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Re: Format bump for 1.8?

From: Johan Corveleyn <jcorvel_at_gmail.com>
Date: Thu, 12 Jul 2012 22:19:50 +0200

On Thu, Jul 12, 2012 at 7:31 PM, Peter Samuelson <peter_at_p12n.org> wrote:
> [Markus Schaber]
>> So my personal experience tells me that multiple-client scenarios are
>> the common case, and that the deployment strategy (only using linux
>> distro packages, or 3-in-1 bundles like VisualSVN) can reduce that
>> problem.
> So, we provide a pile of libraries that maintain ABI backward
> compatibility. You can have as many different svn client apps on a
> given system as you want, and so long as they are all using the same
> copy of our libraries, there is no cross-version compatibility problem.
> (Of course, there's two other related issues: 1) sharing a wc across
> two or more systems; 2) use of SVNKit. I'll ignore both for now;
> SVNKit in particular is, and should be, Somebody Else's Problem anyway.)

I think it's sad that there is so much antagonism against SVNKit in
this community. With my svn user hat on, I consider SVNKit as just
another part of the svn ecosystem. As a user, I don't really care if
it's implemented in C, in Java or in Turbo Pascal :-), as long as it
plays by the rules and acts like any other svn client. Besides, in our
environment I have no choice but to use SVNKit: the svn plugin of my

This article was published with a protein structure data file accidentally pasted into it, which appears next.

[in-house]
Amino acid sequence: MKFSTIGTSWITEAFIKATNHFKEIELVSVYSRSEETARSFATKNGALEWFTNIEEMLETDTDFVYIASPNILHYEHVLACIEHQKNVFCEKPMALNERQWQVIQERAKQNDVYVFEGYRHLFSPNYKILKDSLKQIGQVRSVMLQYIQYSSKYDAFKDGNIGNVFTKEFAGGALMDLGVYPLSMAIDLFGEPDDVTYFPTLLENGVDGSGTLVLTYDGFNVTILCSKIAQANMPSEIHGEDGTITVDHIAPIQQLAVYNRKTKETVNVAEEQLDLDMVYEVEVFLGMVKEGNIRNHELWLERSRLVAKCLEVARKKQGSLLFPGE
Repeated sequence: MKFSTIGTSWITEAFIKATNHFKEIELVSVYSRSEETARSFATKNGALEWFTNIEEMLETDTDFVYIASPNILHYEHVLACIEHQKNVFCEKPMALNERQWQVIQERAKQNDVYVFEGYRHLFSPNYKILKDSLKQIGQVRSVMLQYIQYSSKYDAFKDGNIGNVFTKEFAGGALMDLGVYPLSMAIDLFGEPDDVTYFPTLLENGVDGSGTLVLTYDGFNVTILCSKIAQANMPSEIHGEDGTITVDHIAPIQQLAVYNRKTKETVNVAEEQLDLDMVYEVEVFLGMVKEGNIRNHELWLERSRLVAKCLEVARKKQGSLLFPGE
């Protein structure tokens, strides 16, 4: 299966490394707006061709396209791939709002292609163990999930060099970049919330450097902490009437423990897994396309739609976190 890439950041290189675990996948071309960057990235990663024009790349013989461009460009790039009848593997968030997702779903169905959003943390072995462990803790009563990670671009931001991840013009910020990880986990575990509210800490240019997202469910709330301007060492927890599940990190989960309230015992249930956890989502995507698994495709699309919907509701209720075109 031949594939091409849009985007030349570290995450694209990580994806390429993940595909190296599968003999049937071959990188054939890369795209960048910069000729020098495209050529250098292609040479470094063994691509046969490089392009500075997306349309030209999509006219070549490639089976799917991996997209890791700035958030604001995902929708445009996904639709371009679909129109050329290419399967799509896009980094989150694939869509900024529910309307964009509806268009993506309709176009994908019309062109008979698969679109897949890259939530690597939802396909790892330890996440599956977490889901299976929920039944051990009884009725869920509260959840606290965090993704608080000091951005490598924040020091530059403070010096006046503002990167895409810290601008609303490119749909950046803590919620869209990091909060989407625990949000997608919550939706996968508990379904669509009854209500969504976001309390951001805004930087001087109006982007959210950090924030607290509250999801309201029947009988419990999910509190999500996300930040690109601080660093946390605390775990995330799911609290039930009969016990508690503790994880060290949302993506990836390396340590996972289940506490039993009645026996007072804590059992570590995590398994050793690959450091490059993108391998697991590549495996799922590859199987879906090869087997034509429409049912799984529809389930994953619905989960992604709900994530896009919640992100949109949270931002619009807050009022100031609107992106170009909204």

IDE (IntelliJ IDEA) only works with SVNKit.

I think it would be beneficial for the svn ecosystem as a whole if
this community would try to build better relations with the SVNKit
people. Some mutual understanding certainly wouldn't hurt. I was very
happy to see more interest by the SVNKit guys in the core project, and
see their presence at the Berlin Hackathon (hi Dmitry :-)).

> But IMO, we need to encourage using a _single_ copy of the Subversion
> libraries for all your clients. As you noted, that's how things work
> in integrated OSes like Linux distributions. It is unfortunate that
> the Windows world has a long cultural history of bundling dependencies
> into every installer, which obviously works against this goal.
> Is there some way we could push back? Encourage downstream developers
> to settle on a common libsvn installation? If they have to bundle it
> for ease-of-installation purposes, can they do so in such a way that,
> from a system perspective, it's two independent components? Basically
> bundle a common libsvn _installer_, instead of bundling libsvn (and of
> course apr / apr-util / apr-iconv and their dependencies) into your
> base package?
> I think there's precedent for this approach - e.g., the way some
> Windows installers will bundle a copy of VC++ runtime libraries, or the
> .NET CLR, in case you don't have a new enough one already.

I guess this is theoretically possible. But as a Windows user, I
personally wouldn't like it. This is exactly one of the things that
annoys me every time when I'm working on e.g. Solaris: What? I can't
have two different svn versions installed at the same time? On my
central build server with 1000 working copies I can't just quickly
install a 1.7 version to do some tests, while all my colleagues keep
on running svn 1.6 for the real stuff. Gah.

Received on 2012-07-12 22:20:43 CEST

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